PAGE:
The best candidate indices/bands were those judged that were able to highlight more changing patterns and those that were believed to capture valuable information related to the land surface properties in the study area. The NDVI was expressed as a normalized transformed ratio between R and near-infrared (NIR) bands (NDVI = (NIR-RED)/(NIR+RED)) [81], which was selected because it is the most widely used index for land cover assessment [82,83]. NDVI was also previously proved worthwhile in greenness proxy monitoring in urban and peri-urban environments [84,85]. The NDMI index is a normalized ratio between NIR and SWIR (NDMI = (NIR-SWIR)/(NIR+SWIR), and it was found to be useful for tracking changes in plant biomass [86]. We assumed that cropland conversion to impervious surfaces is associated with a decrease in the NDMI value. The two features of tasseled cap transformation (i.e., TCG and TCW) were found to be valuable for providing mechanisms for spectral data dimensionality reduction with minimal information loss [87,88], and they were previously applied for enhancing urban land cover change analysis (e.g., [12,89,90]). We adopted the tasseled cap transformation coefficients defined for reflectance data, as proposed by [91]. These coefficients were successfully adopted in previous LandTrendr-related studies (e.g., [35,52]) involving the use of annual collection of stacked Landsat time series. Orthogonal cap transformation for the wetness and greenness indices (TCG and TCW) is respectively expressed by Equations (1) and (2):
TCG = 0.1602 * Blue 0.2819 * Green 0.4934 * Red + 0.7940 * NIR 0.00002 * SWIR _ 1 0.1446 * SWIR _ 2  
TCW = 0.0315 * Blue + 0.2021 * Green + 0.3102 * Red + 0.1594 * NIR 0.6806 * SWIR _ 1 0.6109 * SWIR _ 2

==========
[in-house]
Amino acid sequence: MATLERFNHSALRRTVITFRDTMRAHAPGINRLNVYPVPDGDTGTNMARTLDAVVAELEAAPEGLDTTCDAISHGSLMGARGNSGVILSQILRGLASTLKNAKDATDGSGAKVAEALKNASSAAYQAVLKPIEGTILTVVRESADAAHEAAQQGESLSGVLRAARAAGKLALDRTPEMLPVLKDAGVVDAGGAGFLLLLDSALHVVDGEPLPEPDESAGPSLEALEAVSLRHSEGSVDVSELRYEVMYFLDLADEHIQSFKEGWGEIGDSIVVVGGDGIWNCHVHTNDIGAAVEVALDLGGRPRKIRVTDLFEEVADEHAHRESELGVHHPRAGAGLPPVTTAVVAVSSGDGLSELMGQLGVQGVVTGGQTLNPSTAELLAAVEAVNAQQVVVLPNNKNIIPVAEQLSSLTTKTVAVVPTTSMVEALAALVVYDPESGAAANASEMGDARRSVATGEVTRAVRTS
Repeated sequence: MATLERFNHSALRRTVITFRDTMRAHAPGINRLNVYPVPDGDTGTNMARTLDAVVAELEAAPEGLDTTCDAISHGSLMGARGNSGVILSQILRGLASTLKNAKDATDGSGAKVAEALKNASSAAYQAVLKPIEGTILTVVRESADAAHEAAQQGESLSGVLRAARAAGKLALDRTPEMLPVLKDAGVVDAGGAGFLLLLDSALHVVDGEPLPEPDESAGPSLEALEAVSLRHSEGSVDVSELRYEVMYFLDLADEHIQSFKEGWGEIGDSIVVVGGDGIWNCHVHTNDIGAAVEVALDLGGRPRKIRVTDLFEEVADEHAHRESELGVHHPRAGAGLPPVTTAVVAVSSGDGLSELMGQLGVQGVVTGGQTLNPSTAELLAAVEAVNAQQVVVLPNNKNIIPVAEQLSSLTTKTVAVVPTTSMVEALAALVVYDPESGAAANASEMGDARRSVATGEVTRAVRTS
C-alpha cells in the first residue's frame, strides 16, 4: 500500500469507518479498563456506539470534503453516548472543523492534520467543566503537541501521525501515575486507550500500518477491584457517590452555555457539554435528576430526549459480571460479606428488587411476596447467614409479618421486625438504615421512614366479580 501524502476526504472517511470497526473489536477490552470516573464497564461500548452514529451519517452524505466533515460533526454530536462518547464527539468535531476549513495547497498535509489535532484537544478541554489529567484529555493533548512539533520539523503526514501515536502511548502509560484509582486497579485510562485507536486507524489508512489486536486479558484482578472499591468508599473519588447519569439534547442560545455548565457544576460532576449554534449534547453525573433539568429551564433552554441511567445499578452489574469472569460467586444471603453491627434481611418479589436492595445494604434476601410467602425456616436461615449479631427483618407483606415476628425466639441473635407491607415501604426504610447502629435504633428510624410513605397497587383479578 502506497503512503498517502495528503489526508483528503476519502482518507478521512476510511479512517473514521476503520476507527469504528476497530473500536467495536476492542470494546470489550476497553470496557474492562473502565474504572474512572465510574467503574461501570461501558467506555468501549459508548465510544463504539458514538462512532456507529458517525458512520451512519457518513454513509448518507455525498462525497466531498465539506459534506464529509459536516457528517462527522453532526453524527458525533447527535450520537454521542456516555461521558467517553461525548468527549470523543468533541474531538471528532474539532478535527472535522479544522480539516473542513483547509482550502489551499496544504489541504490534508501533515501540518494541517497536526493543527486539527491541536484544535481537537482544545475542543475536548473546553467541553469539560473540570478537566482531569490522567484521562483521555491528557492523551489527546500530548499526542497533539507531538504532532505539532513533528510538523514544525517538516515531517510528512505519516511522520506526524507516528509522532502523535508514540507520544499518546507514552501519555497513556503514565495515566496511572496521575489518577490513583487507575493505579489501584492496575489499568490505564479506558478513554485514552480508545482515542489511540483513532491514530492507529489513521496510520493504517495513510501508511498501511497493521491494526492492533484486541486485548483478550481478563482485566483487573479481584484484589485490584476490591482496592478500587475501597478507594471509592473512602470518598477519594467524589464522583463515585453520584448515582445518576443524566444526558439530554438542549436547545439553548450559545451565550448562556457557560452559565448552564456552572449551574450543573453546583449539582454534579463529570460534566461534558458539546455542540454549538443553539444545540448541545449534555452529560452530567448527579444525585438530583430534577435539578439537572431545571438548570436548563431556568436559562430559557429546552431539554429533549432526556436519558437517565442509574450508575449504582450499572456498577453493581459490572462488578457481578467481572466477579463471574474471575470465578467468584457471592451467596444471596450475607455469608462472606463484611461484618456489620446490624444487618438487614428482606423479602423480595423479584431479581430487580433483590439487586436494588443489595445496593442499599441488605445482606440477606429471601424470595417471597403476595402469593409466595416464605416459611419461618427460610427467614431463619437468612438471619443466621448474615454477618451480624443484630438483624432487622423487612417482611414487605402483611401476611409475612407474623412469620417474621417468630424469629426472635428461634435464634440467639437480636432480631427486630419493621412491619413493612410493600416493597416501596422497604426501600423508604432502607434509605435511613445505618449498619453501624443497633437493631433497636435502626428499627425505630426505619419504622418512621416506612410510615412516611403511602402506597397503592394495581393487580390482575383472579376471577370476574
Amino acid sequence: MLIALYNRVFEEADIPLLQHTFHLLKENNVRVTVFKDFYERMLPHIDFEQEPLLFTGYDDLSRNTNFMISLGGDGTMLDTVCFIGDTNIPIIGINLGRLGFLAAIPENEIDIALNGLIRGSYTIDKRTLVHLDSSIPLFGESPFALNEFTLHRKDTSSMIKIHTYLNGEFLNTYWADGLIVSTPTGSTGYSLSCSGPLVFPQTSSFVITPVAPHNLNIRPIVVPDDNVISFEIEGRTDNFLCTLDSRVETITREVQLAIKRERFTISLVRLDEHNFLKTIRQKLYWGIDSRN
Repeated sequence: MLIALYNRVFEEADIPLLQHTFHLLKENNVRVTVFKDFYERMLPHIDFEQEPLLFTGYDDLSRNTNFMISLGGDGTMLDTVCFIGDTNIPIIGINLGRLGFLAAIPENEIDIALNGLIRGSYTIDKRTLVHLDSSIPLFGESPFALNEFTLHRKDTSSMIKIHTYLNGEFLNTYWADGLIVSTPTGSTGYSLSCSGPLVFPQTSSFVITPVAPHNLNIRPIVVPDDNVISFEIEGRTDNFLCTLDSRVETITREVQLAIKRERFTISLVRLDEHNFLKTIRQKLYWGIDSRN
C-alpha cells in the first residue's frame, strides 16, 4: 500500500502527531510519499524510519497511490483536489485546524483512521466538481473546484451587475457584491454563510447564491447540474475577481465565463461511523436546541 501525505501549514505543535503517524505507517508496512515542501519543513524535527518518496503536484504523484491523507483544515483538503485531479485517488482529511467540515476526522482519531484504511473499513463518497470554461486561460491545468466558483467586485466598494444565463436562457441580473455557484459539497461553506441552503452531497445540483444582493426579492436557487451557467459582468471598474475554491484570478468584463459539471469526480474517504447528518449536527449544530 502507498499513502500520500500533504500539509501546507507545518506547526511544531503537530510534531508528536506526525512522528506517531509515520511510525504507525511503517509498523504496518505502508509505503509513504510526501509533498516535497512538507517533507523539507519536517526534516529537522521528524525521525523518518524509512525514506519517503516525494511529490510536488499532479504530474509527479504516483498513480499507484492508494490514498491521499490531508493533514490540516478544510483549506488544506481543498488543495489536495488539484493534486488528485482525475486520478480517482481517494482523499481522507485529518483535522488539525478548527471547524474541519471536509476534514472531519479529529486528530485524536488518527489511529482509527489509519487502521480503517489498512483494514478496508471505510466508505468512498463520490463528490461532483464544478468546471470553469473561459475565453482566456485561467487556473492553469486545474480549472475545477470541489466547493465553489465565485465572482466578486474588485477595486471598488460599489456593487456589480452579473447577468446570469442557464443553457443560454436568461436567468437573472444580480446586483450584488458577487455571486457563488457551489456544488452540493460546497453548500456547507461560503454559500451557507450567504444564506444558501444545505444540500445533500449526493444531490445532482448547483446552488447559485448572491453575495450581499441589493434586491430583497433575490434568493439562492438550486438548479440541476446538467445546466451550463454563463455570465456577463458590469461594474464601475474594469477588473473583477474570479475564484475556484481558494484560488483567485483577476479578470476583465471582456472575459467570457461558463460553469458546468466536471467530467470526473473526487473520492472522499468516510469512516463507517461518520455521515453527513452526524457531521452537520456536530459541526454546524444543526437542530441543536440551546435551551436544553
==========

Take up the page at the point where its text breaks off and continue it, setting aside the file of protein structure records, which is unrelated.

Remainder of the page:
4.5. Progressive Land Cover Reconstruction

The LT algorithm is designed to analyze a single index/band, while integrating many logical decision steps and statistical tests to detect land cover disturbance and recovery [52]. In the present study, we proposed a new methodology to integrate multiple indices and to use two available land cover maps as keyframes for labeling the LT-detected changes that occurred during the analyzed period. Figure 4 portrays the proposed workflow for LT-GEE for reconstructing land cover change trajectories and applying the Area2 methodology to estimate the area and accuracy assessment.
For reconstructing yearly land cover maps, we stacked all the LT results generated using a single index/band to obtain a complete and more reliable detection of the changes that occurred during the period. In particular, we adopted different strategies to combine the three outputs of LT: The year of change detection (YOD), the change detection duration (DUR), and the change detection magnitude (MAG).
For the MAG outputs, we stacked together the four indices and two bands, and we applied a principal component analysis (PCA). Considering that the LT MAG results have a great amount of no-data values (see Figure 5) and that these values are not in the same location for the different stacked layers, we adopted a median filling procedure to interpolate the values of the no-data pixels using the values of the surrounding pixels. The implementation of the PCA algorithm with a median filling strategy for missing values has been implemented in the GEE platform. We selected the first PCA band (PC-1) as the most informative band that is able to combine the common pattern detected in most of the indices and this procedure substantially improves the reliability and the completeness of the LT magnitude results.
The LT YOD and the LT DUR results portray data range values illustrating the absolute year of change disturbance, and the number of year(s) the change or the stability of the disturbance event last. For deducting LT YOD and the LT DUR results based on stacked four indices and two bands, we adopted a strategy different from the one used for deducting the magnitude of change (MAG) to keep the original data range and measurement unit. We realized that applying PCA to the data range would result in transformed values. While it was important to keep the measurement unit expressed in years (for the case of YOD and DUR) to be able to retrieve the correct year of change, we adopted the GEE based "reduce by mode" function for separately deducting the LT YOD and the LT DUR based on LT based on stacked four indices and two bands (see Figure 4).